As we plunge into the 4th generation of industry, a.k.a. Industry4.0, machining is still alive and thriving!  New development in 5-Axis machining technologies are paving the way for some very impressive and unmatched fabrication capabilities.   Thinking of utilizing one of these in the near future?  Below are some age old thoughts on selecting the right material for your machining needs.

Images courtesy of 3D TEK CNC

Where to start?

The following two materials are super standard and are popular for fixture design.  They are affordable and durable, hence they are often the first two materials to consider when setting out to design a fixture.


Also known as Acetal or POM (Polyoxymethylene), Delrin is a durable plastic that's very easy to machine, and is a default material for fixture design.  This material can easily handle tolerances down to  ± .002", which is plenty robust for a majority of your part needs.  Delrin is a trademark of DuPont.

Cases where Delrin may not work:

  • Your part will see high temperatures (over 300°F)
  • Your part will see high stresses
  • Your part touches static sensitive electronics
    Although, there are static dissipative versions available

Aluminum 6061

Aluminum is another great choice that is durable, light weight, affordable, and easy to machine.  You can also easily achieve tolerances down to  ± .002".  Aluminum can handle very high melting temperatures, well over 1000°F, just be careful not to touch it!    

A drawback to aluminum is that it's pretty messy in its raw form.  If you rub your finger across it, your finger will start to turn grey.  Hence, aluminum often needs to be anodized, which will harden the surface and keep your part clean.

Cases where aluminum may not work:

  • Your part will see very high stresses
    Aluminum is a soft metal
  • Your anodized part touches static sensitive electronics
    To eliminate static, try electroless nickel plating instead
  • When cleanliness matters
    Even coatings eventually wear, and then corrosion of this material can become a problem

Where to continue if the above aren't right?

So, you have some special requirements.  Let's walk through them to see if we can find the right alternative.

In need of strong and heat resistant plastics?

Plastics are great, as they are light, durable, and often resistant to most corrosion.  Here are some great and upgraded alternatives to Delrin.


Also known as PEI (Polyetherimide), Ultem is a light weight and very strong plastic that can withstand temperatures over 300°F.  It's more expensive than Delrin and Aluminum, but still relatively affordable and easy to machine.  Ultem is a tradmark of SABIC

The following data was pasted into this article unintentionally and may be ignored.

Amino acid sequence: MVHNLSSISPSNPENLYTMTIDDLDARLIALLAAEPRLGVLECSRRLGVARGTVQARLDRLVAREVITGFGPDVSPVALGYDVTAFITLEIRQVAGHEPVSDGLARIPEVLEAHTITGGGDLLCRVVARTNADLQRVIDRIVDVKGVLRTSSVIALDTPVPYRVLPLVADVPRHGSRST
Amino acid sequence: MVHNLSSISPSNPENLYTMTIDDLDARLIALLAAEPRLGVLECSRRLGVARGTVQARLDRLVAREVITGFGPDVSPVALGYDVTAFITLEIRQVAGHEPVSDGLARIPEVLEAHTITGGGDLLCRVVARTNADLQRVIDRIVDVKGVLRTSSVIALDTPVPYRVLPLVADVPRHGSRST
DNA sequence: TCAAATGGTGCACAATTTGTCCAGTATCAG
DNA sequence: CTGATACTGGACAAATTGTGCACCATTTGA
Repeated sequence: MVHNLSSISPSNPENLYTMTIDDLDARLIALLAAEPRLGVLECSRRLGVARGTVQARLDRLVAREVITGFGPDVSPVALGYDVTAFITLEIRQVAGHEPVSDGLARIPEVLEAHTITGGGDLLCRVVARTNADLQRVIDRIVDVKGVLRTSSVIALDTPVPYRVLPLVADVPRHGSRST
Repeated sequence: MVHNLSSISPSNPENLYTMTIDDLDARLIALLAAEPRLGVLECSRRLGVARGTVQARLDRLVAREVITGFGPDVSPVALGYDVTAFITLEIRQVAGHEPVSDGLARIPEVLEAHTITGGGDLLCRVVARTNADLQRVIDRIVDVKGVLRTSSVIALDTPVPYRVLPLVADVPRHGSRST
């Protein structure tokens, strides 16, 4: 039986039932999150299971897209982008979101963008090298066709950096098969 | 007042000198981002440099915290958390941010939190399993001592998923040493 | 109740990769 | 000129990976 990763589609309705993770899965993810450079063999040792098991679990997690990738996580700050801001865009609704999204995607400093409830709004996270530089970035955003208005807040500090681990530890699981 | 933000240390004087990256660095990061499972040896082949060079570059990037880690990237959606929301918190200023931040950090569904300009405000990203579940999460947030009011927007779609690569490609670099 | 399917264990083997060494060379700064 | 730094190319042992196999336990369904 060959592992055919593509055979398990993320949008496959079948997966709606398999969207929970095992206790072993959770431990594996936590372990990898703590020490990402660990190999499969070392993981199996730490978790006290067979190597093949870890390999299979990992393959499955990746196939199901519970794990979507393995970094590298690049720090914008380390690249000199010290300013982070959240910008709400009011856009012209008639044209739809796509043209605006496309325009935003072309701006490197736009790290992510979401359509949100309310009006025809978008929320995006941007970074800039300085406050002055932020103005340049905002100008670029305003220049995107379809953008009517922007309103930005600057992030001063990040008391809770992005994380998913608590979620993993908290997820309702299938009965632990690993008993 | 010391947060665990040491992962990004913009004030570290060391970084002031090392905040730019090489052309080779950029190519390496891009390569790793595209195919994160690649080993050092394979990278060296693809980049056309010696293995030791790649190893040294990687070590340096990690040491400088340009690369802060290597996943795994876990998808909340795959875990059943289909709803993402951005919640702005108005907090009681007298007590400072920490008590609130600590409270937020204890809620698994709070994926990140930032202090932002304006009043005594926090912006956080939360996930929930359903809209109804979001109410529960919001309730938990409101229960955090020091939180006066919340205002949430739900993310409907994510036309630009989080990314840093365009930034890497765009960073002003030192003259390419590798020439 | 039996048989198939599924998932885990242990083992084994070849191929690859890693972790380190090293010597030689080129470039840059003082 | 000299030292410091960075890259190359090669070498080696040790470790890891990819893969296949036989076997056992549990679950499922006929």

PEEK (Polyetheretherketone) is light weight and stronger than Ultem.  It can withstand temperatures over 600°F, and is also easy to machine.  This material, however, can be quite expensive and is often an overkill for most projects.  That said, it makes for a great material in Aerospace, where weight and durability matter.  It's also popular for medical device implants, for its strength, durability, and biocompatibility.

Looking for some strong, corrosion resistant metals?

Sometimes you need some good old steel to get the job done!  Stainless steels are very strong and can be clean and corrosion resistant.  They are heavy and harder to machine than most of the above materials, but are appropriate when you need the strength.  These materials will cost more to machine than Aluminum due to the material hardness.

Stainless 302/304

This is a popular grade of stainless, and decently corrosion resistant.  It's super strong and super heavy.

Stainless 316

Another popular grade of stainless that's even more corrosion resistant.  It's also super strong and super heavy.

Stainless 17-4

Another popular grade that's also very corrosion resistant, and of course strong and heavy.

Stainless 17-4 is also magnetic, which can be helpful to leverage, if you want to integrate anything involving magnets.

Need a light weight but strong, corrosion resistant metal?

Titanium may be a great choice.  Though a little more pricey, titanium is a very strong and light weight option, with excellent machinable properties.

Titanium Grade 5

As a popular titanium alloy, grade 5 titanium is great for machining, and very commonly used when strength and weight matter.

Titanium Grade 2

Titanium grade 2 is another popular option and is pure titanium.  It's strong, light weight, easy to machine and popular for welding applications.

Want some conductivity (heat or electrical)?

Some applications may need some good conductivity.  Here are some options that could get the job done.  They are generally clean, but may require some maintenance or measures to help with corrosion over longer periods of time.


Brass can offer good heat and electrical conductivity.  Brass is relatively easy to machine and can be a cost effective choice.


Copper can be a decent choice when in need of good electrical conductivity, however can be more expensive and a little harder to machine.

Need something else?

While the above can handle almost any of your design needs, there are always some niche requirements that need special attention.  If you have any of these, feel free to comment below!